PETALING JAYA: The potential for Malaysia to become a high-income nation is intact, despite the levels of bankruptcy reported among adults aged between 25 and 44.
According to the World Economic Outlook 2019 report issued by the International Monetary Fund (IMF), Malaysia can become a high-income nation by 2021 or 2022, with an expected increase in per capita income.
However, according to data from the Malaysian Insolvency Department, currently there are 300,908 Malaysians declared bankrupt, which raises the question of whether this could have an impact on reaching this threshold.
Speaking to SunBiz, an investment officer said since the number of people declaring bankruptcy within the demo-graphic is relatively small compared with the overall contributing workforce, it is not likely to affect the IMF’s estimate.
“The type of debt that tends to burden this demographic is liabilities based, that is to say, it involves things like credit card debt, car loans or instalments for items like a new phone or TV.
“The overall number of people affected and the amount owing is not larger than what the active workforce contributes, so over the long term, I think us becoming a high-income nation is not a problem. The concern is if this number rises in the future,” he said.
Sunway University Business School’s Professor of Economics Dr Yeah Kim Leng echoed the sentiments.
“If they are already indebted from a young age, then yes, the prospects of them contributing to the economy are fairly dim, but at the moment, the economic impact is low. What is of concern is if the number of those indebted continues to rise in the future, because that will have an effect on consumption and employment.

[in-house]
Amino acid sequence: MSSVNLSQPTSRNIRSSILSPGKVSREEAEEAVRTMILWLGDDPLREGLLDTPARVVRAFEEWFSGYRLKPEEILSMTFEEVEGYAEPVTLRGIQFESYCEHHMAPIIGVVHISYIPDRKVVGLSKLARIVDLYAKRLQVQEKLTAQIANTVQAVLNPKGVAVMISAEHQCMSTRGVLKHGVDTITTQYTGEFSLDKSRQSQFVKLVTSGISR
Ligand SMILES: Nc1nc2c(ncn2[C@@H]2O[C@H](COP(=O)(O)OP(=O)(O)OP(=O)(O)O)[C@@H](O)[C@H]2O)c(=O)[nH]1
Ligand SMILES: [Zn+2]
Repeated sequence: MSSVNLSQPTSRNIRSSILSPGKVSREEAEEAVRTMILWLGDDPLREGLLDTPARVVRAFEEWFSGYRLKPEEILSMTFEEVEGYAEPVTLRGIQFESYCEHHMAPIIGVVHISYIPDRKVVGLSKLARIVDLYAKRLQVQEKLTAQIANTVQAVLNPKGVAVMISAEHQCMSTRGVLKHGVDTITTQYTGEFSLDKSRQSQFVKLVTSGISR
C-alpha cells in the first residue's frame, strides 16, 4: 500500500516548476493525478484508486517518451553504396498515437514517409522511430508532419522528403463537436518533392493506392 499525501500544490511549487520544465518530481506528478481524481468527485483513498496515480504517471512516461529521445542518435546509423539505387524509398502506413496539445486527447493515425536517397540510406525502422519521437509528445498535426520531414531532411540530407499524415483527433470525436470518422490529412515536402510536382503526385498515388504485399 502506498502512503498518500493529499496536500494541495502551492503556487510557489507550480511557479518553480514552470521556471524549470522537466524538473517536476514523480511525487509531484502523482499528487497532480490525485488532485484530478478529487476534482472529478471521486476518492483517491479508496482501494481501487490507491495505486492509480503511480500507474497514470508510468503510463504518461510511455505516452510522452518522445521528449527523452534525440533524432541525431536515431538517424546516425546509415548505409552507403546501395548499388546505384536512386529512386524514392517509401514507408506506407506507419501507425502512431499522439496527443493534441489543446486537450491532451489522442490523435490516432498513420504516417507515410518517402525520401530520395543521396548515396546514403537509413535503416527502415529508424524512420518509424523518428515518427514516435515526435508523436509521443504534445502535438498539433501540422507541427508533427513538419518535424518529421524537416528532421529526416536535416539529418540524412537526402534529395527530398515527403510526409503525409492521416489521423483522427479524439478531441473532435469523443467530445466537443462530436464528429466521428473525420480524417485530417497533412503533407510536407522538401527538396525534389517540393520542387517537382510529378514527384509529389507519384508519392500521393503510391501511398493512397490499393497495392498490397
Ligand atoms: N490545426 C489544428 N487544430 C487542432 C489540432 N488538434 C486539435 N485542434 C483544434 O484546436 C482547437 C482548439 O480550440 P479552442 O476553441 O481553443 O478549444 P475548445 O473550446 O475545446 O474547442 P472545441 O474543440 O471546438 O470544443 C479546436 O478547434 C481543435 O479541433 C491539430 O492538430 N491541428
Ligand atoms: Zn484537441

“It’s also within the capacity of the banking sector to absorb non-performing loans, as the overall total percentage within the system is very low, so it’s not a systemic risk,” he told SunBiz.
Yeah explained that the high-income threshold is within reach, as long as an overall gross domestic product growth of 4-5% is sustained every year, inflation levels are kept low and current exchange rates do not experience any sharp depreciations.
For reference, the World Bank set a gross net income per capita of US$12,375 (RM51,727) as the threshold level to define high-income economy status, and Malaysia stood at US$10,460 as of last year.
To recap, last week in Parliament, Minister in the Prime Minister’s Department Datuk Liew Vui Keong said more than a quarter of Malaysians that were declared bankrupt in the last five years were aged 25 to 34.
From January 2015 to August this year, 20,461 of those declared bankrupt were aged 25 to 34, making up 25.3% of the total.
The data from the Malaysian Insolvency Department also showed that those aged 35 to 44 accounted for 28,296 or 35% of all bankrupts, the highest among all age groups.